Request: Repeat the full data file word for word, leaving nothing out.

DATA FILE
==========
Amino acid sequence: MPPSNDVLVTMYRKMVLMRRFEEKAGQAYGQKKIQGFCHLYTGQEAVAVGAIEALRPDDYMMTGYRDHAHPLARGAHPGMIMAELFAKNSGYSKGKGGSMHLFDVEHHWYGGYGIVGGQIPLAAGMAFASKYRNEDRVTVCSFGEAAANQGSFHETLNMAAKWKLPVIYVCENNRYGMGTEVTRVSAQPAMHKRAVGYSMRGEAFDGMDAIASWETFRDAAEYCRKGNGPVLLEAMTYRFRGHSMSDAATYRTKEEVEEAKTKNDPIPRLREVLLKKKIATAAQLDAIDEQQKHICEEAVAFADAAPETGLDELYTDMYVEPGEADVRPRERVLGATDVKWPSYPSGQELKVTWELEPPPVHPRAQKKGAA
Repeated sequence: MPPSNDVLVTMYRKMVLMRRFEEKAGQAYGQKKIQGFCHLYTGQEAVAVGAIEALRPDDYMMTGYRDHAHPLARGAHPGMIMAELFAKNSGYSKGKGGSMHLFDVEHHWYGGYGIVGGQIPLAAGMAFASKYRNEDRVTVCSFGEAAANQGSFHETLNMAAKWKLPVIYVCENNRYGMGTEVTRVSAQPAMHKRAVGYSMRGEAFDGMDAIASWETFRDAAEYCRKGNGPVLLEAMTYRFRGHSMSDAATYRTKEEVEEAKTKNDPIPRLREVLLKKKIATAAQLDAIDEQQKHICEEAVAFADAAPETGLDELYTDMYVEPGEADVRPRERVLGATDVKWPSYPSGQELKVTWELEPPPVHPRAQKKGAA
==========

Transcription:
Amino acid sequence: MPPSNDVLVTMYRKMVLMRRFEEKAGQAYGQKKIQGFCHLYTGQEAVAVGAIEALRPDDYMMTGYRDHAHPLARGAHPGMIMAELFAKNSGYSKGKGGSMHLFDVEHHWYGGYGIVGGQIPLAAGMAFASKYRNEDRVTVCSFGEAAANQGSFHETLNMAAKWKLPVIYVCENNRYGMGTEVTRVSAQPAMHKRAVGYSMRGEAFDGMDAIASWETFRDAAEYCRKGNGPVLLEAMTYRFRGHSMSDAATYRTKEEVEEAKTKNDPIPRLREVLLKKKIATAAQLDAIDEQQKHICEEAVAFADAAPETGLDELYTDMYVEPGEADVRPRERVLGATDVKWPSYPSGQELKVTWELEPPPVHPRAQKKGAA
Repeated sequence: MPPSNDVLVTMYRKMVLMRRFEEKAGQAYGQKKIQGFCHLYTGQEAVAVGAIEALRPDDYMMTGYRDHAHPLARGAHPGMIMAELFAKNSGYSKGKGGSMHLFDVEHHWYGGYGIVGGQIPLAAGMAFASKYRNEDRVTVCSFGEAAANQGSFHETLNMAAKWKLPVIYVCENNRYGMGTEVTRVSAQPAMHKRAVGYSMRGEAFDGMDAIASWETFRDAAEYCRKGNGPVLLEAMTYRFRGHSMSDAATYRTKEEVEEAKTKNDPIPRLREVLLKKKIATAAQLDAIDEQQKHICEEAVAFADAAPETGLDELYTDMYVEPGEADVRPRERVLGATDVKWPSYPSGQELKVTWELEPPPVHPRAQKKGAA